Sunday, June 14, 2009
Sonny's visit to Greenholme (4)
Jen (our daughter) arrived this lunchtime, with Rob (her partner) and Naomi (our grand-daughter). We shut the gates, hung the CAUTION - LESSON IN PROGRESS sign, and brought both ponies out and tied them in the sunshine while we fitted harness to Sonny. Lots of fiddling, all very good for him. He stood well and even when we decided to trim the matted bit off his ear he didn't make much of a fuss. Jen cupped one hand round his eye like a blinker while I nipped off the "felt". He tries to lean on you to stop things he finds annoying, but he doesn't thrash about or kick or rear, so gentle persistence is working. He actually rather enjoys having his ears scratched, once he's let you get your hand up there; the eyes go all sleepy and he leans on your fingers. We picked up all his feet again too. He wasn't actively naughty, just a bit stubbornly unco-operative. His feet do need a trim so if Danny isn't coming soon I might get the rasp out and have a go at them where the excess growth is cracking. Mind you, steady work on the roads should sort them out. Interesting how the pony's movement is shown up by the places where wear and overgrowth occur in the hooves.
We fitted all the harness and brought out the carriage. Graham was doing some maintenance on David's exercise cart, so instead we showed Sonny the cross country cart with its big wheels. This involved letting him come up and sniff them, then Jen led him round to the other side (horses' brains need to accept input from the left eye AND the right eye). I walked round the yard like a daftie pulling the cart while Jen led Sonny after it, circling in both directions, so he could see how the wheels behaved. Much interest, but no panics. Good. Rob and Naomi sat on the barn steps and made remarks about Grannie having got the sequence wrong because the pony was following the cart. Ha ha.
We fitted the carriage to Sonny after that. He accepted pretty well everything, which is as it should be, after nearly 3 weeks of trotting round Tebay with David and the ex cart. He was a bit puzzled about the shafts bumping more freely in the tugs (David's cart is a nip fit, rather like a pair of nutcrackers!) but accepted it. More adjustments to the harness followed. More scratching of his ears and picking up of feet. All good stuff. Lots of praise.
Then it was "take it all off time", and Jen saddled up and introduced Sonny to the mounting block (highly portable home made thing) which we'd plonked in the middle of the yard. We edged him up to the block and she leaned across him then mounted. He was okay with all this as he'd been ridden before, and I left her to walk him around the top of the yard while I harnessed Ruby and put her into the carriage ready to go. Opened the gates, walked Ruby up to top yard and let Sonny see the whole thing, before setting off for a quiet walk up to the top of Whiteholm.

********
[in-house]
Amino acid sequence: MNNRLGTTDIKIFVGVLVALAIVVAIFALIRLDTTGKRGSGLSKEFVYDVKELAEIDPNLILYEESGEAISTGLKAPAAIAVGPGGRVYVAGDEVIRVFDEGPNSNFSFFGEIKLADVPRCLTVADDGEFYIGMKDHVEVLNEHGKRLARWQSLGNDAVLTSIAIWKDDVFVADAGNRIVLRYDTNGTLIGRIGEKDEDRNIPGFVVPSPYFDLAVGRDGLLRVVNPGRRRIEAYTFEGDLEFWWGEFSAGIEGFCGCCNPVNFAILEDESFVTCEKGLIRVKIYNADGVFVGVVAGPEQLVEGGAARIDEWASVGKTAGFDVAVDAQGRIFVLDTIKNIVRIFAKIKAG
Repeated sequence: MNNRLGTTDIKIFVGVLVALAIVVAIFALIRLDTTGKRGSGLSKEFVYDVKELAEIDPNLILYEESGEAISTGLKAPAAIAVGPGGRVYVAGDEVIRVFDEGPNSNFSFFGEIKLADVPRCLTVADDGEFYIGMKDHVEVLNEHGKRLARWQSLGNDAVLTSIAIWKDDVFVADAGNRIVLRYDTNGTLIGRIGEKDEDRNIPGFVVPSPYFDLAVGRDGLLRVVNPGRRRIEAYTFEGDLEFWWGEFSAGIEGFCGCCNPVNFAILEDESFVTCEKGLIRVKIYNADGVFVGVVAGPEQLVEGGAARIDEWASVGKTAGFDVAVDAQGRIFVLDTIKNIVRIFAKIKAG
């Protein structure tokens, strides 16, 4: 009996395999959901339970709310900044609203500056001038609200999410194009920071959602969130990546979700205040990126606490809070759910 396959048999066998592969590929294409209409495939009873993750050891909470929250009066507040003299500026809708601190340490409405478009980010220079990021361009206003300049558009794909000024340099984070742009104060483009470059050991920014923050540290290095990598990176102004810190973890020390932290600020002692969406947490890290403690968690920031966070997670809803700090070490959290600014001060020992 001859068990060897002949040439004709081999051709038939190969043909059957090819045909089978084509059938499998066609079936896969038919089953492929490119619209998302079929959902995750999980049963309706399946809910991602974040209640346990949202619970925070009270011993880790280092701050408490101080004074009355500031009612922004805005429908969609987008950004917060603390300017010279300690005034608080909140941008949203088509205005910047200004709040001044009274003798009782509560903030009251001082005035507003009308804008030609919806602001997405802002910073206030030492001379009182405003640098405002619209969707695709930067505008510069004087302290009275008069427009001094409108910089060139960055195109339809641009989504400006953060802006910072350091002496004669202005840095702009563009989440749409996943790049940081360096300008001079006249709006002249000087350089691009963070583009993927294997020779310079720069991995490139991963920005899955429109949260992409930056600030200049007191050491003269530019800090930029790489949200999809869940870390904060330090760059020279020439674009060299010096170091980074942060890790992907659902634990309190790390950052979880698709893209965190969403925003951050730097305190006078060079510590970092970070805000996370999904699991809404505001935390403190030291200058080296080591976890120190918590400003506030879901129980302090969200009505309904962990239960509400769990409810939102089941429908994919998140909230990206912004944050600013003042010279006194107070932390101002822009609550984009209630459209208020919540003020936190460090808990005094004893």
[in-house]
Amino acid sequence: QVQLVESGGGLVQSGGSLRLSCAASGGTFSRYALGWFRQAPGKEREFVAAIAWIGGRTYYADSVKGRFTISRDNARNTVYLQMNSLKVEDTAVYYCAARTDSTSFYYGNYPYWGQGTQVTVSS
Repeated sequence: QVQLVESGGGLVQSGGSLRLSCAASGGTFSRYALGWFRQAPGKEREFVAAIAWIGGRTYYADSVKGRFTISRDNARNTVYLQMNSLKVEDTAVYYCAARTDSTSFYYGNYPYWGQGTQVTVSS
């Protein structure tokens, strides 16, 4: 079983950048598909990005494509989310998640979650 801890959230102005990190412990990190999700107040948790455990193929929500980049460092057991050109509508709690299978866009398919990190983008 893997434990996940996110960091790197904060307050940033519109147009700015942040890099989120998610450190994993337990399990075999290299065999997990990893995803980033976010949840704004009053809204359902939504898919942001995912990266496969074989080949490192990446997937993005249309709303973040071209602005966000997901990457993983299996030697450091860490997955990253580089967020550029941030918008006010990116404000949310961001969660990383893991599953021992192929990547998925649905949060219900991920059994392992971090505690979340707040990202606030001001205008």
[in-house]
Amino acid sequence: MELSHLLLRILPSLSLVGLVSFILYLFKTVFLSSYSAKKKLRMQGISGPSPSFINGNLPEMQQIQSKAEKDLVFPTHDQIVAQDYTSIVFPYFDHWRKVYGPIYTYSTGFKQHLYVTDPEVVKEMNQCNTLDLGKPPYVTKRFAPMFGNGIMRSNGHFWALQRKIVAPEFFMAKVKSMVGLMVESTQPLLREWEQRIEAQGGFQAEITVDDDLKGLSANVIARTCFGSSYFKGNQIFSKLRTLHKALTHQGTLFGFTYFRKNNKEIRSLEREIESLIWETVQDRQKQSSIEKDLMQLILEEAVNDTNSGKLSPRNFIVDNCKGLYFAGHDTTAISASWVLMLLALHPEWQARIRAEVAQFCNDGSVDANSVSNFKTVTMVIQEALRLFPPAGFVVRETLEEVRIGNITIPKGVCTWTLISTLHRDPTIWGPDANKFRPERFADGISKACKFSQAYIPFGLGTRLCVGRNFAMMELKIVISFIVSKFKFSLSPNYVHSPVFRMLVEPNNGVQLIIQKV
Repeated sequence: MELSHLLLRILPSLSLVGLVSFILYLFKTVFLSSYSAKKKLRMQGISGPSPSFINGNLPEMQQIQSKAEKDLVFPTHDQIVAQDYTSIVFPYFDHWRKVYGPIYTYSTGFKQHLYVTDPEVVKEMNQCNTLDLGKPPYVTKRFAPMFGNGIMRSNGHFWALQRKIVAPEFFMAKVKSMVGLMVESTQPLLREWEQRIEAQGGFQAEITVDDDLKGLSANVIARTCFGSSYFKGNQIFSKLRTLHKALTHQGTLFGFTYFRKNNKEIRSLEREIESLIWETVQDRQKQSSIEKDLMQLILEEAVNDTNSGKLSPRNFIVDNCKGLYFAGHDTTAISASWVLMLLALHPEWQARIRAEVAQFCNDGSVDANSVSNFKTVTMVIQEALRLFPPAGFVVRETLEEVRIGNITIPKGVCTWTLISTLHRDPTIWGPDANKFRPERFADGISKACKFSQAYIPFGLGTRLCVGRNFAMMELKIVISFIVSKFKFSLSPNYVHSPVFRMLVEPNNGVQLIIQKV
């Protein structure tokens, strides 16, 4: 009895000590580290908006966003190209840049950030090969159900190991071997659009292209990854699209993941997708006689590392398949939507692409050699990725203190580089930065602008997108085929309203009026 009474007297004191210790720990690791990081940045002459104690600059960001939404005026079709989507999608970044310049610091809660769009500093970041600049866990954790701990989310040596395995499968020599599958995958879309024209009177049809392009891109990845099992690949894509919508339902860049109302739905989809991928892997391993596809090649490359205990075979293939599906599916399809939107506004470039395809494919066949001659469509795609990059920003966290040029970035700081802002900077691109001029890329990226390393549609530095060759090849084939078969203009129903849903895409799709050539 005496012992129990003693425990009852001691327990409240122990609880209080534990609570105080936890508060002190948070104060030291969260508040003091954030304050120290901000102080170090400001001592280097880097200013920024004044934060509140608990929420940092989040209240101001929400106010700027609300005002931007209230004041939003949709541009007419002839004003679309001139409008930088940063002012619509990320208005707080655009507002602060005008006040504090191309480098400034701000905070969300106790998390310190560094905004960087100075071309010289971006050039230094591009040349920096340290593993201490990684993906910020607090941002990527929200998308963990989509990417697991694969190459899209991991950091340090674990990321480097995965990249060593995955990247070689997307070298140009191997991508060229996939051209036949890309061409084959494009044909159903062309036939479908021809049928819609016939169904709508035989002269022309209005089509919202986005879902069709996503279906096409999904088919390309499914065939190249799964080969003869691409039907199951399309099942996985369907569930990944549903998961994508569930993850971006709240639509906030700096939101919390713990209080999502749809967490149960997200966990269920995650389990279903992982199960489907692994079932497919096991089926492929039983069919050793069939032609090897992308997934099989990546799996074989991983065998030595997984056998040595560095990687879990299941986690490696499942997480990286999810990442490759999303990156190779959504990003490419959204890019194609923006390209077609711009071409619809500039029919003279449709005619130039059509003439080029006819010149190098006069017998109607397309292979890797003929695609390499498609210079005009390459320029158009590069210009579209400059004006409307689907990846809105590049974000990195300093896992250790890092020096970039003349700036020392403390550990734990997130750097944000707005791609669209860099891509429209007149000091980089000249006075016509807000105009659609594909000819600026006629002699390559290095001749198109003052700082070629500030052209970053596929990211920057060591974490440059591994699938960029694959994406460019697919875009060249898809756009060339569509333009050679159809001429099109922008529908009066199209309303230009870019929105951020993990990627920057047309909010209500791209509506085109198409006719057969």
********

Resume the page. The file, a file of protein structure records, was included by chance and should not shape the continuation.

Both ponies walked out well and Jen gently convinced Sonny not to try being silly. He tried one shy, and didn't bother again. While we were talking Jen said he had been unusually reactive when she introduced herself in the stable. He had known she was there, but when she touched his shoulder he "turned himself inside out". So the quiet stance and the gently sleepy eyes are not entirely to be relied on. Sudden explosions like that make you wonder if someone has at some time been very rough with a pony.
We walked all the way up to the top of the common with Ruby leading Sonny, or Sonny alongside the carriage to watch the wheels, which he didn't mind at all. He also obeyed when Jen stopped him well short of the cattle grid while I took Ruby on and turned her. She then asked him to lead the way home; classic early mounted work. Put the experienced pony in front on the way out, and the youngster in front on the way back. He walked well and Jen collected him and asked for trot as they went up Daw Bank. Which he did nicely on a pretty well loose rein.
By now we'd been working with or around him for over 2 hours, which would have been too much for a young horse, but as he's 8, equivalent to a fairly mature teenager, it didn't seem to overface him. We gave him a carrot, and Naomi helped give Ruby a handful of feed, then we turned both Mum and son out in the field for half an hour to finish their socialising and have a nibble of grass. Jen didn't let him drag her about on the way to the field - he had to walk away and back several times and behave properly before she would let him through the gate.
Ruby demonstrated her athletic stride for us with huge gusto and Sonny bounded along after her. She's already put him in his place once or twice, the initial delight at seeing him having faded into parental responsibility!
Jen and Rob and Naomi went out to bring them back in, after we had all had a drink and done some jigsaws indoors. Ruby kept looking back - she appeared to be worried that Naomi was with Jen and Sonny, instead of herself. She is so maternal. Sonny followed her into the stable without argument - an improvement on 9 am this morning.
All in all, a good afternoon's work. Tomorrow, I'll drive him.